Sometimes I wonder what Boo, the Queen of Cats, is thinking. What malevolent thoughts lie beneath that innocent looking white furry exterior. Boo is a creature of habit. Structure guides her days with us. When I decide to put my feet up, this is her signal to hop up on me for a look around. Once up, she makes herself comfortable, draping herself along the contours of my body. In her wake she leaves a coating of white fur to remember her by. I am probably her person, if you will, of the two of us. Often I think this is not because of my sparkling repartee but rather I offer a flatter exterior on which she can recline. Rick, as many of his gender, has the build often seen in men as they get a bit older. Two thin arms, two thin legs, and one tummy that enters the room about 5″ prior to the rest of him. Cats are funny creatures. They often chose one individual to lavish their affection on. Fickle by nature you never really know from one day to the next. Once settled on top of me, she gazes adoringly at my face as though a lovelier visage than mine has never graced the cover of Elle magazine. I have to admit it’s a nice feeling being adored. I don’t hate it. Once you pass forty you don’t see that look as often as in your salad days.
It is 2:00 a.m. Boo is lying next to me as she often does when I write in the wee hours. If she tires of having my attention directed at the screen she’ll stretch out a paw to distract me. Mostly we just quietly share space. Normally I sleep well. I do go through periods here and there where my thoughts nudge me awake before it’s time. Quiet this time of night, writing fills the gap until it’s time to get up. If not in a writing mood I’ll pick up a book. I always have several paperbacks lying around. Tongues of bookmarks stick out on end tables as if encouraging me to open them up and catch up on the story line where I left off. Always I’ve been a reader. I would suspect most writers are. It’s the love of words and putting them together urging us to want to pursue them in such a way.
Wherever I am you’ll find me reading something. Sitting in the doctor’s or dentist’s office I catch up on National Geographic or Parent’s, the latter of which has little to offer me at this juncture. Word is you shouldn’t read magazines while waiting to see a doctor. Sick people most likely held them before you pick them up. If I listened to every suggestion made about how to live my life I suppose I’d be hiding in the back of the closet waiting for my last breath to arrive.
As a kid I read Honeybunch stories, The Bobbsey Twins, and my favorite of all Winnie the Pooh. Milne stole my heart before any other man outside of my grandfather had claimed it. To this day Pooh quotes still show up in my writing. Like the following quote, he wrote lovely truths to children and adults which hold steady far beyond the 100 acre woods today.
“Piglet sidled up to Pooh from behind. “Pooh?” he whispered.
“Nothing,” said Piglet, taking Pooh’s hand. “I just wanted to be sure of you.”
As the years passed I went through all the volumes of Laura Ingalls Wilder, many of the classics such as Alice in Wonderland, Moby Dick, Tale of Two Cities, and Great Expectations. While pregnant with my daughter I read every Earl Stanley Gardner book in print. No wonder she pokes and prods at her life these days exploring every nook and cranny of it.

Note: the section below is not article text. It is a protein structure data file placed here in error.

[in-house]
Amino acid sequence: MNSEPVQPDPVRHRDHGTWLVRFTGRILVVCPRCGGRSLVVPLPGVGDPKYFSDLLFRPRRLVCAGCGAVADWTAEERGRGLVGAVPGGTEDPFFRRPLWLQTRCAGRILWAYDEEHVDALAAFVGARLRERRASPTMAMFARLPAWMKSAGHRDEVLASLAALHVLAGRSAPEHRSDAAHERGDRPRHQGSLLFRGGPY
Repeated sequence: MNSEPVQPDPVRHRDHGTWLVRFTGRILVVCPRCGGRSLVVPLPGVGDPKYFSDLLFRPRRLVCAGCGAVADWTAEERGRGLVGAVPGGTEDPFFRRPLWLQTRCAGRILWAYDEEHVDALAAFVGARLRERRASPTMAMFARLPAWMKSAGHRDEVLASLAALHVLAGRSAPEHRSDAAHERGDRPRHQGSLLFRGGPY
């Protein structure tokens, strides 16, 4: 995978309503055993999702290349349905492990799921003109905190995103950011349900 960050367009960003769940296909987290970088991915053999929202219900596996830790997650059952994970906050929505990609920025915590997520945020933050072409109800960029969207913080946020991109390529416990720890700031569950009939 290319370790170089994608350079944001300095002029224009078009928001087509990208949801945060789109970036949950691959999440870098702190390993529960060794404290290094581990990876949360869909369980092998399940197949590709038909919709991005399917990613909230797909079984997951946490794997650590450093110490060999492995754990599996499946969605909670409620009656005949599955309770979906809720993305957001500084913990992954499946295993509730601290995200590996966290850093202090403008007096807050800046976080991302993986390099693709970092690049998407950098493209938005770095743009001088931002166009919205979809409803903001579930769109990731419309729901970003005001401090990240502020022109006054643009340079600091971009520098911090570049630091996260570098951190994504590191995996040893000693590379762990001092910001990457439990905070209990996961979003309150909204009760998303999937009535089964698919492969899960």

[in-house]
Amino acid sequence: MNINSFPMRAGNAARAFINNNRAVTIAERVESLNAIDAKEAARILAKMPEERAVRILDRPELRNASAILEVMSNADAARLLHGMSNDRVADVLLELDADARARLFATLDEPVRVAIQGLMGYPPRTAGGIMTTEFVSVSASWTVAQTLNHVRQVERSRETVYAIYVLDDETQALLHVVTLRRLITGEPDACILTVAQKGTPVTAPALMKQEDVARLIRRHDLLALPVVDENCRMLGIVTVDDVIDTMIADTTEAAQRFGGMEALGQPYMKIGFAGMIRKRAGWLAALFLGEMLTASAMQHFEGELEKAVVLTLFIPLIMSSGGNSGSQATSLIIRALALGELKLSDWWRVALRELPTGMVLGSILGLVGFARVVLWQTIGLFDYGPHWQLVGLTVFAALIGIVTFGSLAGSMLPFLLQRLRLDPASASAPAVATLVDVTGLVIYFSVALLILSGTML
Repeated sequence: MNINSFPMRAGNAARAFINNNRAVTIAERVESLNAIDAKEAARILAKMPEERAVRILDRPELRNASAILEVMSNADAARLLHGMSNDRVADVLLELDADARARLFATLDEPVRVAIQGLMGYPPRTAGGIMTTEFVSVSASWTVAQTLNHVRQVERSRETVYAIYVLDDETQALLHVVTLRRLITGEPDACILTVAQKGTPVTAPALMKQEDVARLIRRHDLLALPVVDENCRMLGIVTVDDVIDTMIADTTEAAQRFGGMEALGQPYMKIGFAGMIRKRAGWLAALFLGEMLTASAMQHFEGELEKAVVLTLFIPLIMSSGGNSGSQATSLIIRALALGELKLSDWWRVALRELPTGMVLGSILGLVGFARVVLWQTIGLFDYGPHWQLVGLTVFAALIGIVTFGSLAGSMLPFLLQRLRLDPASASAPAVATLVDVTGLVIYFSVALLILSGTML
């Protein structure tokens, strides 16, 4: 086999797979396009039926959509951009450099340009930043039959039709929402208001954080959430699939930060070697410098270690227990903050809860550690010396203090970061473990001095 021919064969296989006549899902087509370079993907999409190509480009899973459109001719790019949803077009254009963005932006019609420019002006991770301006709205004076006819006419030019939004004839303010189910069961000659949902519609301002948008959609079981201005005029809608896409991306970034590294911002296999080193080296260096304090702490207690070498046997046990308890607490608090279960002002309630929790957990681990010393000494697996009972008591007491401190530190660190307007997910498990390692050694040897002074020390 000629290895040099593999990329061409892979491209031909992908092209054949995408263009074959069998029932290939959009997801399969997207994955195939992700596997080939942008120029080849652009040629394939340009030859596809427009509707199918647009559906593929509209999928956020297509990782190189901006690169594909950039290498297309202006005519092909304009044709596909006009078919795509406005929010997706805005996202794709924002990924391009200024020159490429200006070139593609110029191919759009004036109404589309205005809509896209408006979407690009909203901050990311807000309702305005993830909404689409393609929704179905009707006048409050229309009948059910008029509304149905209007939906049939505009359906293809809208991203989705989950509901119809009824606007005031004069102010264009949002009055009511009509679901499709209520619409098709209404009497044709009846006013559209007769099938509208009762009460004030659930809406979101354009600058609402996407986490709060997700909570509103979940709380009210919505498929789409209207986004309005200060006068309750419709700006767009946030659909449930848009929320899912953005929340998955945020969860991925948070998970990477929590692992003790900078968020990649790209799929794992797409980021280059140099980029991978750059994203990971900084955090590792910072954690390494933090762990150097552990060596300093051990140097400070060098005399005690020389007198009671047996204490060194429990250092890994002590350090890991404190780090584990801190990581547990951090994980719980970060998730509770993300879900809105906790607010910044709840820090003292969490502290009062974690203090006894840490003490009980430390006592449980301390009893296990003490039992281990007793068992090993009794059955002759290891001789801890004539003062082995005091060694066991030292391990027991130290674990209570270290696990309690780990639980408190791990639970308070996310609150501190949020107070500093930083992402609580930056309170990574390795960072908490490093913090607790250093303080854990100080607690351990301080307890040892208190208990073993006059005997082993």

Habitually, I saturate myself with one author before moving on to the next. Stephen King caught my fancy when I was in my twenties. I read every word he’d written before I hit thirty. He weaves a story with such artistry. To this day I can’t watch Pet Cemetery. The story taken from an incident in his life haunted me so long after I’d read the last page. At times I didn’t think I’d ever be shed of it (pardon the pun). Of the sci-fi or horror writers I like Koontz as well but Clive Barker I can’t read without company close by.
I so admire writers able to impact their audiences year after year. Stories which never lose their charm or become dated. My mother read Green Eggs and Ham to me. I read it to my children, and they to theirs. Tales of the Grinch and the Who’s will carry on I’m sure long after I’m gone, held dear in the minds of children not yet born.
Perhaps one day I’ll sit down and write a novel. Several half-finished volumes lurk in drawers and closets around the house threatening to be completed. Writing keeps me sane at times and provides a release for my thoughts often muddied about in a big tangled knot beneath my blond locks.
It is so good for my heart to know that people stop by for a read. It’s not paramount as I would write anyhow if only for the joy I get from doing so, but it means a lot to me that occasionally others find something in my words as well.
Fall is here and along with it my craving for sweet potatoes. These touched with a kiss of orange were delicious.
Twice Baked Orangey Sweet Potatoes
8 large sweet potatoes (equal in size)
2 Tbsp. olive oil
1 small can mandarin oranges
4 Tbsp. butter
1/2 tsp. nutmeg
Salt and pepper
1 Tbsp. butter
Preheat oven to 400 degrees. Rub skins of potatoes with olive oil. Sprinkle lightly with garlic salt. Prick with fork. Place potatoes in shallow dish and bake for 60-70 minutes, until tender when poked with a fork.
Drain oranges reserving liquid. Place oranges in small food processor and pulse several times quickly.
Cut potatoes in half lengthwise keeping skins in tact. Scoop potato into mixing bowl. Discard 1/2 of the skins. Place four remaining skins in baking dish.
Add butter to potatoes in bowl. Mash with fork. Add 1/3 cup of pureed oranges to mix and 1/3 cup of juice. Season with nutmeg and salt and pepper.
Spoon filling back into shells. Top with a small pat of butter. Return to oven for 20 mins.